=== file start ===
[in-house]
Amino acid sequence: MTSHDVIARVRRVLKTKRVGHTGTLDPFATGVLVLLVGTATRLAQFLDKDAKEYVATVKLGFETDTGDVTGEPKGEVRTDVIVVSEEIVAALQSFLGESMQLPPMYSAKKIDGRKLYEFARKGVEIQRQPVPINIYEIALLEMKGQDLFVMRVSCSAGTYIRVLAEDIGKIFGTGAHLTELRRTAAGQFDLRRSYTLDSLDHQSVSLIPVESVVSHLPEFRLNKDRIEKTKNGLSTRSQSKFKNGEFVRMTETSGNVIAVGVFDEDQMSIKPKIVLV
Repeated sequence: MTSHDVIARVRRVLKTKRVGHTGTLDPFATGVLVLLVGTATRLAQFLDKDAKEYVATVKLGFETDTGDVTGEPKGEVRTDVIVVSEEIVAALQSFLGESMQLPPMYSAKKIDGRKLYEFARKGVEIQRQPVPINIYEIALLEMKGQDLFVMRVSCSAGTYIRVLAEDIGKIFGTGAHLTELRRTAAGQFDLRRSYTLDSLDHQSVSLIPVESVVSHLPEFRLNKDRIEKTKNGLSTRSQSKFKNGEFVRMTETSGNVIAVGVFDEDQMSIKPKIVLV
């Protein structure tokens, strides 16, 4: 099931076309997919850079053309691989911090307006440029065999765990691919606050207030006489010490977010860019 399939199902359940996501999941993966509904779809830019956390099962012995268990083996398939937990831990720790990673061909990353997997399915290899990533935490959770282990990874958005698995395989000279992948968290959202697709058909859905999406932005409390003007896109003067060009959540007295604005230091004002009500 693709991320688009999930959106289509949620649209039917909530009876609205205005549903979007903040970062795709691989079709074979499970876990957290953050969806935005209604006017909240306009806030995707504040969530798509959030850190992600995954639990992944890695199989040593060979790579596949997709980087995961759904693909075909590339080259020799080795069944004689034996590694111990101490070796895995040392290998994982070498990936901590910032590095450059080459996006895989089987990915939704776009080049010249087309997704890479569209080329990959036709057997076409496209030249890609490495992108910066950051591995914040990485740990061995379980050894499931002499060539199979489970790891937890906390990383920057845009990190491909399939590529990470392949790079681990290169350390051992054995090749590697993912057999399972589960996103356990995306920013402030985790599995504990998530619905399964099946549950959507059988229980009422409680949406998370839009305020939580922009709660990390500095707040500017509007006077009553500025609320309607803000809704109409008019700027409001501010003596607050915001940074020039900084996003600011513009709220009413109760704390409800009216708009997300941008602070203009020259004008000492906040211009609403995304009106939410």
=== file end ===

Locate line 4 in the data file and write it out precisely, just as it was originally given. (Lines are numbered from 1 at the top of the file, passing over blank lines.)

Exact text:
């Protein structure tokens, strides 16, 4: 099931076309997919850079053309691989911090307006440029065999765990691919606050207030006489010490977010860019 399939199902359940996501999941993966509904779809830019956390099962012995268990083996398939937990831990720790990673061909990353997997399915290899990533935490959770282990990874958005698995395989000279992948968290959202697709058909859905999406932005409390003007896109003067060009959540007295604005230091004002009500 693709991320688009999930959106289509949620649209039917909530009876609205205005549903979007903040970062795709691989079709074979499970876990957290953050969806935005209604006017909240306009806030995707504040969530798509959030850190992600995954639990992944890695199989040593060979790579596949997709980087995961759904693909075909590339080259020799080795069944004689034996590694111990101490070796895995040392290998994982070498990936901590910032590095450059080459996006895989089987990915939704776009080049010249087309997704890479569209080329990959036709057997076409496209030249890609490495992108910066950051591995914040990485740990061995379980050894499931002499060539199979489970790891937890906390990383920057845009990190491909399939590529990470392949790079681990290169350390051992054995090749590697993912057999399972589960996103356990995306920013402030985790599995504990998530619905399964099946549950959507059988229980009422409680949406998370839009305020939580922009709660990390500095707040500017509007006077009553500025609320309607803000809704109409008019700027409001501010003596607050915001940074020039900084996003600011513009709220009413109760704390409800009216708009997300941008602070203009020259004008000492906040211009609403995304009106939410």